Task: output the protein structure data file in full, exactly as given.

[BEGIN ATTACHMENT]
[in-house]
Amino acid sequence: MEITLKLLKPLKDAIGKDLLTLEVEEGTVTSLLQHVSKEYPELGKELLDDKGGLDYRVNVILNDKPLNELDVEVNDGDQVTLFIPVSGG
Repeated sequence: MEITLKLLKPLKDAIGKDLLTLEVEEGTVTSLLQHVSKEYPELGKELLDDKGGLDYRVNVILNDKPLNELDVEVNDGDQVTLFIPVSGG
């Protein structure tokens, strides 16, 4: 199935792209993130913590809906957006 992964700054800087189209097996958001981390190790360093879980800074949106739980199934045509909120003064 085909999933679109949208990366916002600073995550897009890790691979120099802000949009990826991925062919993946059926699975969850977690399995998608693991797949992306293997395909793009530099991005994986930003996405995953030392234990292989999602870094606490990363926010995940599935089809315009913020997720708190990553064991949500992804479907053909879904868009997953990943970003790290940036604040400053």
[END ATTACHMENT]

[in-house]
Amino acid sequence: MEITLKLLKPLKDAIGKDLLTLEVEEGTVTSLLQHVSKEYPELGKELLDDKGGLDYRVNVILNDKPLNELDVEVNDGDQVTLFIPVSGG
Repeated sequence: MEITLKLLKPLKDAIGKDLLTLEVEEGTVTSLLQHVSKEYPELGKELLDDKGGLDYRVNVILNDKPLNELDVEVNDGDQVTLFIPVSGG
């Protein structure tokens, strides 16, 4: 199935792209993130913590809906957006 992964700054800087189209097996958001981390190790360093879980800074949106739980199934045509909120003064 085909999933679109949208990366916002600073995550897009890790691979120099802000949009990826991925062919993946059926699975969850977690399995998608693991797949992306293997395909793009530099991005994986930003996405995953030392234990292989999602870094606490990363926010995940599935089809315009913020997720708190990553064991949500992804479907053909879904868009997953990943970003790290940036604040400053």